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Lab Notes: Interview with T. Lee Gilman

Lab Notes: Interview with T. Lee Gilman

The last year has been challenging for early career researchers. Labs were closed to halt the spread of COVID-19 and research stopped. Those hit hardest were the early career researchers. As research begins to get going again, we want to support our ECRs as much as possible as they begin to think about the next step in their career. In this 'Lab Notes' blog series the British Society for Neuroendocrinology is interviewing  recently established neuroendocrine researchers about how they started their labs and advice they would give to up-and-coming neuroendocrine researchers during this difficult time.

Dr T. Lee Gilman (they/them) is an Assistant Professor of Behavioural Neuroscience, Kent State University, Ohio, USA.

In this interview, Lee tells us about the importance of excellent mentors and colleagues, the importance of saying no and remembering to lift others as you climb.

If you are looking for a mentor to help you with the next step of your career, please take a look at BSN's Mentorship Scheme.

What research does your lab focus on?

My lab’s research focuses on how diet and stress affect circulating neuroactive hormones to impact neuroinflammation and emotion-related behaviours.

How did you get to where you are now?

My path has been very circuitous and often interrupted by uncertainty and unfamiliarity. What has kept me going, and on a productive path, is the wealth of excellent mentors and colleagues I’ve had the privilege to interact with. It is only through others’ time and financial investments in me that I’ve reached my current position and begun my independent lab.

How has the pandemic impacted your career?

The pandemic halted my research - as with everyone else’s - for several months, and continues to restrict the number of people I can have working in the lab to this day. Likewise, along with other researchers, my lab has been hampered by supply and equipment shortages. Because my lab is brand new, I don’t have piles of old data to work on analysing or publishing. However, my grad student, Jasmin Beaver, and I have been assembling a review paper, starting new collaborations with colleagues, preparing and submitting grant applications, and working on career development and service activities. Indeed, Jasmin has been instrumental in maintaining forward momentum in the lab, and together we have creatively strived to stay active in research despite limitations on performing experiments.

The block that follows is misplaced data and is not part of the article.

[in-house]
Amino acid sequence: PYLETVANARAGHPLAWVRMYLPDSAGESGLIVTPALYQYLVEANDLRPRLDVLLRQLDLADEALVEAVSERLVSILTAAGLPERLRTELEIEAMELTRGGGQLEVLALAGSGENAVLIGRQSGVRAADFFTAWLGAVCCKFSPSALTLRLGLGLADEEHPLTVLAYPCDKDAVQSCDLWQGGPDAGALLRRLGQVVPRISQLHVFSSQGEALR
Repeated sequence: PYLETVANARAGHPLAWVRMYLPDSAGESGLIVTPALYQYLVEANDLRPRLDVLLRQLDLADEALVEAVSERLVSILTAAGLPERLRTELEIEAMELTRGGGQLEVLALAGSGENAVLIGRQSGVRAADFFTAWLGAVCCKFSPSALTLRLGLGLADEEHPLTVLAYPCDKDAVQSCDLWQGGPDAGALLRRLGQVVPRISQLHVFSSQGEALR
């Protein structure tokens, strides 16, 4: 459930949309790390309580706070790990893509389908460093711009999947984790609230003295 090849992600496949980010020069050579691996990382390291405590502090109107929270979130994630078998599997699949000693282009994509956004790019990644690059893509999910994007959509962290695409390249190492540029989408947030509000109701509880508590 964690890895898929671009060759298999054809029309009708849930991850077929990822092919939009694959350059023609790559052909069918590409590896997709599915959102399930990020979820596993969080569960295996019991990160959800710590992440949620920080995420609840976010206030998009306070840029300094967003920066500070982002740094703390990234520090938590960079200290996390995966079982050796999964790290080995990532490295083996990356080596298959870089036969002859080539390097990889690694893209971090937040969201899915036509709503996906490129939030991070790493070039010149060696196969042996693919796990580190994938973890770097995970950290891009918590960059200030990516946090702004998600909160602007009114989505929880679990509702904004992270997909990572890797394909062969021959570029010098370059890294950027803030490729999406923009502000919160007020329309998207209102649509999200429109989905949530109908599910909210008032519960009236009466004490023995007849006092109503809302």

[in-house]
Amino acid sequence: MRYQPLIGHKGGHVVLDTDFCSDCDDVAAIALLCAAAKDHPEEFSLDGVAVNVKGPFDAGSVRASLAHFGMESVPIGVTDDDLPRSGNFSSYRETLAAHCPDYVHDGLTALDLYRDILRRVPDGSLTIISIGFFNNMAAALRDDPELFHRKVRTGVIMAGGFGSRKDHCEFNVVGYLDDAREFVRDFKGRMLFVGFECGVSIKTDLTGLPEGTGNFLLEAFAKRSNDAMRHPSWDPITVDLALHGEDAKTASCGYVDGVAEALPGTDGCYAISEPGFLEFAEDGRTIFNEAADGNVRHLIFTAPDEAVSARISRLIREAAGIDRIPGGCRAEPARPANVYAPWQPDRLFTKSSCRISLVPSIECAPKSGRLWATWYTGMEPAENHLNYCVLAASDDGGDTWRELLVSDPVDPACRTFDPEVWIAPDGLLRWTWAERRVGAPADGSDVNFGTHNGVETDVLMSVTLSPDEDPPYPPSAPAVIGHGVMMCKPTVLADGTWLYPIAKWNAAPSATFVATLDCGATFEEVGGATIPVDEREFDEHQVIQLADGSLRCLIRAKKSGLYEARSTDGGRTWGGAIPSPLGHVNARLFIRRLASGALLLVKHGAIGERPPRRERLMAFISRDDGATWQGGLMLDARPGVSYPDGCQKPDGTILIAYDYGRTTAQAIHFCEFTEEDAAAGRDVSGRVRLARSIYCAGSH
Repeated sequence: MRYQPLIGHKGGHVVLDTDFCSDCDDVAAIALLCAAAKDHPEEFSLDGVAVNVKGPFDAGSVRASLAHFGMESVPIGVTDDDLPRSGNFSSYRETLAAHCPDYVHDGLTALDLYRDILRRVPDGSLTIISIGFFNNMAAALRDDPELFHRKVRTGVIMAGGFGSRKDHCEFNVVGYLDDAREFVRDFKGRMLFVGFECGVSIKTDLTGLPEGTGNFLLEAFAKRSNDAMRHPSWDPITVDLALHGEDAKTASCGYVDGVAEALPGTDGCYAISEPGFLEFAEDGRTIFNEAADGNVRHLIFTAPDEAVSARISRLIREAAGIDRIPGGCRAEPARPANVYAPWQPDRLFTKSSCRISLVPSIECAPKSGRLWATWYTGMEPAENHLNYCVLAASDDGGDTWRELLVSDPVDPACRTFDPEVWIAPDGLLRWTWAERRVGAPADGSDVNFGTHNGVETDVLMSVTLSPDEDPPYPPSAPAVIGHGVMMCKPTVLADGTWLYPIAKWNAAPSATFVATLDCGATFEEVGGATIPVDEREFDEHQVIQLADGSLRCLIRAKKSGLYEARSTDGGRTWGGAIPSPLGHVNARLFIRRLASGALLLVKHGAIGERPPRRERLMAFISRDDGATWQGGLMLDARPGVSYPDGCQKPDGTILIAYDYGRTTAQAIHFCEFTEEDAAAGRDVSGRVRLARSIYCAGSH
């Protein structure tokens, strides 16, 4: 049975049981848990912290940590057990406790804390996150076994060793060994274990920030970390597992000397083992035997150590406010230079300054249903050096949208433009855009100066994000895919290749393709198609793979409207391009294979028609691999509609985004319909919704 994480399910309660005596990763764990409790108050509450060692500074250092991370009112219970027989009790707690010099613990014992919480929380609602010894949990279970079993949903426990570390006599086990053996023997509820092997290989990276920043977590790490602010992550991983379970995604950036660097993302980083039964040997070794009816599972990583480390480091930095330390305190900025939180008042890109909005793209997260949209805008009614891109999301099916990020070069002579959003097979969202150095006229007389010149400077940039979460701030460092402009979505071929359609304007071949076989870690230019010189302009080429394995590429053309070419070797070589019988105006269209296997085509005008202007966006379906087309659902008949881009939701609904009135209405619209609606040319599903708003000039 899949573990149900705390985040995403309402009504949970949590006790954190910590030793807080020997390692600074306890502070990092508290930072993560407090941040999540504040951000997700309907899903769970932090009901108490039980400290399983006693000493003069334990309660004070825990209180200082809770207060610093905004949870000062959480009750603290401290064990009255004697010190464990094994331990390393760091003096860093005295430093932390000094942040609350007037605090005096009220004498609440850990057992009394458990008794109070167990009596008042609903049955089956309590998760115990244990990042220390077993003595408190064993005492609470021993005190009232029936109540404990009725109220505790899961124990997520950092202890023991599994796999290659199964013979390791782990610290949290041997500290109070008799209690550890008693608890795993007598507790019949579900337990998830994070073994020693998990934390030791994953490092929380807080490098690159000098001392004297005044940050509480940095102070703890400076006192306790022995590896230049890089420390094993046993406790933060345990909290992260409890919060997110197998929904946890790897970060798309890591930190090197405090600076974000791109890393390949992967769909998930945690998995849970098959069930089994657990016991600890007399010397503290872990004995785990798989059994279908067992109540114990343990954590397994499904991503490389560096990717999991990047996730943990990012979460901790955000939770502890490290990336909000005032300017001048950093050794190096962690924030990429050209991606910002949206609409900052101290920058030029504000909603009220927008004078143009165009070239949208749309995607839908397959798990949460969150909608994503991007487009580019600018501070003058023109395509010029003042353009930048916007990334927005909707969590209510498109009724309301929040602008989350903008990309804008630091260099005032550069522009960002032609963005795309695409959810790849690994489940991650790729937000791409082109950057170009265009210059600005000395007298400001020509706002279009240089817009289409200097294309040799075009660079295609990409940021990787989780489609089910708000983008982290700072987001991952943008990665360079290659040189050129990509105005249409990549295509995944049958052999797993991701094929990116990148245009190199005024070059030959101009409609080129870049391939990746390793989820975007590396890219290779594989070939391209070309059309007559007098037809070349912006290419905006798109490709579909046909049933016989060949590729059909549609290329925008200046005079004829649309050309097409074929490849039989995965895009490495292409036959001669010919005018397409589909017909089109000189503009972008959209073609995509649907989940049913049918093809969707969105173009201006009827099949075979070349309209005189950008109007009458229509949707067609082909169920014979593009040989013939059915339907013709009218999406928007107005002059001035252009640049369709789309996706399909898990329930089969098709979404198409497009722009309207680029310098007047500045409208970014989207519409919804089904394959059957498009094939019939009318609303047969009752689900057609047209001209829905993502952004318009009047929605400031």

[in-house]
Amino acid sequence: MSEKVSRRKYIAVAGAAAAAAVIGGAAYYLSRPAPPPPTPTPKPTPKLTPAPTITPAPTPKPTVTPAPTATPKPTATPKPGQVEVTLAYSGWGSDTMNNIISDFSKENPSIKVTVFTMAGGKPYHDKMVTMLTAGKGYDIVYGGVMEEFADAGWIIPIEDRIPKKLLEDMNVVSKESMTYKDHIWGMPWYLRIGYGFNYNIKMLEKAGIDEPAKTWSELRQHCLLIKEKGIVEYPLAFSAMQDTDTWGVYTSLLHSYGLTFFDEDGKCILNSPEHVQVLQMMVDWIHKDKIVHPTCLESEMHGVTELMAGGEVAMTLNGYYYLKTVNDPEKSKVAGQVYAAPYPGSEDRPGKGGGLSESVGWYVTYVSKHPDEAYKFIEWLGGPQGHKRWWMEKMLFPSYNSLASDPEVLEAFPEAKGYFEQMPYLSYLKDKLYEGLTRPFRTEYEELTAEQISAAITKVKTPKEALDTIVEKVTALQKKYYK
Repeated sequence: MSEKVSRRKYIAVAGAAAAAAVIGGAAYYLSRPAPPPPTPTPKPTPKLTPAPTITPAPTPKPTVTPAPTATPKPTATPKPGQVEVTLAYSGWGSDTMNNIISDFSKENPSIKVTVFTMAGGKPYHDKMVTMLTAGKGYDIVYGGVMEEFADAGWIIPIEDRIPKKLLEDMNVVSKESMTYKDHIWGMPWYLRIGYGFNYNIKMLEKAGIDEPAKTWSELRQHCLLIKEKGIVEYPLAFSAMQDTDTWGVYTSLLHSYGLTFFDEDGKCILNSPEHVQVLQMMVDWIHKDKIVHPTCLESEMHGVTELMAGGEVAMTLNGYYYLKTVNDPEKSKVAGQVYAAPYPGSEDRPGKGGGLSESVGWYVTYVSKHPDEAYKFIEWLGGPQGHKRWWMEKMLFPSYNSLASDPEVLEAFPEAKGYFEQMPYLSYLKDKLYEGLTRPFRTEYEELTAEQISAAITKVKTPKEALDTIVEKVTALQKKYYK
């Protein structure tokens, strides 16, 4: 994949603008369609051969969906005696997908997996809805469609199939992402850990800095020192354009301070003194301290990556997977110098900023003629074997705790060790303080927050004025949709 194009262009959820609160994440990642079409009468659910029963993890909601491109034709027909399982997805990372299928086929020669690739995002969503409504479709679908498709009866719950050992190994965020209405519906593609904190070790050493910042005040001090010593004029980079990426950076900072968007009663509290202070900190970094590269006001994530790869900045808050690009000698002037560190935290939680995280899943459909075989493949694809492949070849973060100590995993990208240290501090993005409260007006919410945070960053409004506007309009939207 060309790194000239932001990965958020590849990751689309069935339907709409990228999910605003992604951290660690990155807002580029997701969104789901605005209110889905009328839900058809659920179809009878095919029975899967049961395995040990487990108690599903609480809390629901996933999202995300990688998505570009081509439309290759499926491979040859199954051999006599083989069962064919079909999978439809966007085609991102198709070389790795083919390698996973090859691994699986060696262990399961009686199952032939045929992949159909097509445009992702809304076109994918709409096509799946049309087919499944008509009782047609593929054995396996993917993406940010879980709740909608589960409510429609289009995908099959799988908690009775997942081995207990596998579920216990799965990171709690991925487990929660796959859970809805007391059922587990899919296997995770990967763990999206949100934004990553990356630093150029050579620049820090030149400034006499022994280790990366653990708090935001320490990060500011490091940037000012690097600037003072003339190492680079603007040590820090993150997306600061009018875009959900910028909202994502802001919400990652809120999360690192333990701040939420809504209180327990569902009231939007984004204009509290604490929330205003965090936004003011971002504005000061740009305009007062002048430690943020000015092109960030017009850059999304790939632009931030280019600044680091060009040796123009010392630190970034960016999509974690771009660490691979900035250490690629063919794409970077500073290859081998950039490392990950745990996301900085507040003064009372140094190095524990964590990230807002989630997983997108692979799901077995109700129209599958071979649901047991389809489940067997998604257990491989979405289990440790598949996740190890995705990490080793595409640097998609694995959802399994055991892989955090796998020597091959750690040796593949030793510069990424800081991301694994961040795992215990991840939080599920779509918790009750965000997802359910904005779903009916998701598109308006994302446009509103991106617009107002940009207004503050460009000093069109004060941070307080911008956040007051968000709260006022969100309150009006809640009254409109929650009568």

What would be your 3 top tips to up and coming neuroendocrinologists who want to establish their own labs?

  1. Find a department that is collaborative and supportive of junior faculty and trainees. You never know when the world will fall apart (e.g., global pandemic), and being surrounded by considerate colleagues can make all the difference.
  2. Say no to things. It will take you 5x as long as you think it will to get anything done in the early years. People will be excited at your arrival, and you’ll want to get involved in everything all at once, but you’ll very quickly become overwhelmed. Pace yourself, and be overly selective about what you commit to.
  3. Lift as you climb. Invest time and effort into your lab members, trainees, etc., particularly those who have no research experience. Remember that you once had no experience in research too, and someone took a chance on you. Give people opportunities to learn (and fail), and they will both impress and teach you as they progress in their training. 

Can you tell us about any mentors who helped you get to where you are now?

I am the product of both my mentors and my mentees, as all of them have educated and trained me in a multitude of ways, from experimental design to grantsmanship to mentoring to networking. Every interaction is a learning experience, if viewed as such, and helping other people is one of the best ways to invest in your own success.

My first research experience was working for the incredible Dr. Jon E. Sprague, and without him taking a chance on me, I’d have never gotten into research. Since then, I’ve benefitted from the intellectual and emotional generosity of more people than I can name.

Obtaining my current position was a collective effort with support, training, and advice from Drs. Melodi Bowman, Carie Boychuk, Janet Clark, Karin Coifman, Lynette Daws, Annette Fleckenstein, Charles France, Rheaclare Fraser-Spears, Valentina Garbarino, Aaron Jasnow, Vanessa Minervini, Nathan Mitchell, Glenn Toney, and many others.

Crucially, in the year and a half I’ve been in my current position, I could not have gotten anywhere near as far, nor learned nearly as much as a new faculty, as I have without my current graduate student, Jasmin Beaver.


Mentors played a big role in Lee Gilman's path to setting up their own lab. If you'd like a mentor to help you with the next step of your career, please take a look at BSN's Mentorship Scheme.